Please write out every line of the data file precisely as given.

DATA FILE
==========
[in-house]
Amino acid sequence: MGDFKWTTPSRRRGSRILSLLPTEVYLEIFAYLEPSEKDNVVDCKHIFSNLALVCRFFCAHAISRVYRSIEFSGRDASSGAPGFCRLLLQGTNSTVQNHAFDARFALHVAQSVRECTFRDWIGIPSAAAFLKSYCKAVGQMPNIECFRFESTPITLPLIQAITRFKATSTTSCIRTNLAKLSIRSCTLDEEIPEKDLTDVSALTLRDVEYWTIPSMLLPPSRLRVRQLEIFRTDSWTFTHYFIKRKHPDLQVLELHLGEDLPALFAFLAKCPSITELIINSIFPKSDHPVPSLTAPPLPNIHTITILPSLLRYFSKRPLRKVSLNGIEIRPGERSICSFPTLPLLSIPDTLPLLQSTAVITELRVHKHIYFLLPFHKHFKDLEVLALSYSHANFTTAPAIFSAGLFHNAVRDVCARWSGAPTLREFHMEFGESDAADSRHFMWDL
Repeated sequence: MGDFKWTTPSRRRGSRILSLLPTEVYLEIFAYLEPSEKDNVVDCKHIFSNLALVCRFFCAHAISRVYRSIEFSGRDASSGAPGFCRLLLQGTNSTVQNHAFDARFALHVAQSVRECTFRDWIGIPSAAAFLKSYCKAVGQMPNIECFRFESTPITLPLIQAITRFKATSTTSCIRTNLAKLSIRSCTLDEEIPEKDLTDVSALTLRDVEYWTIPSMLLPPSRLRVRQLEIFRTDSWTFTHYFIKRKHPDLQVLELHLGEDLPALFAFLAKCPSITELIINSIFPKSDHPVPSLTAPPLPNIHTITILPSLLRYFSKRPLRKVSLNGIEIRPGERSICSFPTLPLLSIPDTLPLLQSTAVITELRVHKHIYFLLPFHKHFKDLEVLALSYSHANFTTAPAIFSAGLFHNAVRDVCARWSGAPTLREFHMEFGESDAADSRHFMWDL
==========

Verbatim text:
[in-house]
Amino acid sequence: MGDFKWTTPSRRRGSRILSLLPTEVYLEIFAYLEPSEKDNVVDCKHIFSNLALVCRFFCAHAISRVYRSIEFSGRDASSGAPGFCRLLLQGTNSTVQNHAFDARFALHVAQSVRECTFRDWIGIPSAAAFLKSYCKAVGQMPNIECFRFESTPITLPLIQAITRFKATSTTSCIRTNLAKLSIRSCTLDEEIPEKDLTDVSALTLRDVEYWTIPSMLLPPSRLRVRQLEIFRTDSWTFTHYFIKRKHPDLQVLELHLGEDLPALFAFLAKCPSITELIINSIFPKSDHPVPSLTAPPLPNIHTITILPSLLRYFSKRPLRKVSLNGIEIRPGERSICSFPTLPLLSIPDTLPLLQSTAVITELRVHKHIYFLLPFHKHFKDLEVLALSYSHANFTTAPAIFSAGLFHNAVRDVCARWSGAPTLREFHMEFGESDAADSRHFMWDL
Repeated sequence: MGDFKWTTPSRRRGSRILSLLPTEVYLEIFAYLEPSEKDNVVDCKHIFSNLALVCRFFCAHAISRVYRSIEFSGRDASSGAPGFCRLLLQGTNSTVQNHAFDARFALHVAQSVRECTFRDWIGIPSAAAFLKSYCKAVGQMPNIECFRFESTPITLPLIQAITRFKATSTTSCIRTNLAKLSIRSCTLDEEIPEKDLTDVSALTLRDVEYWTIPSMLLPPSRLRVRQLEIFRTDSWTFTHYFIKRKHPDLQVLELHLGEDLPALFAFLAKCPSITELIINSIFPKSDHPVPSLTAPPLPNIHTITILPSLLRYFSKRPLRKVSLNGIEIRPGERSICSFPTLPLLSIPDTLPLLQSTAVITELRVHKHIYFLLPFHKHFKDLEVLALSYSHANFTTAPAIFSAGLFHNAVRDVCARWSGAPTLREFHMEFGESDAADSRHFMWDL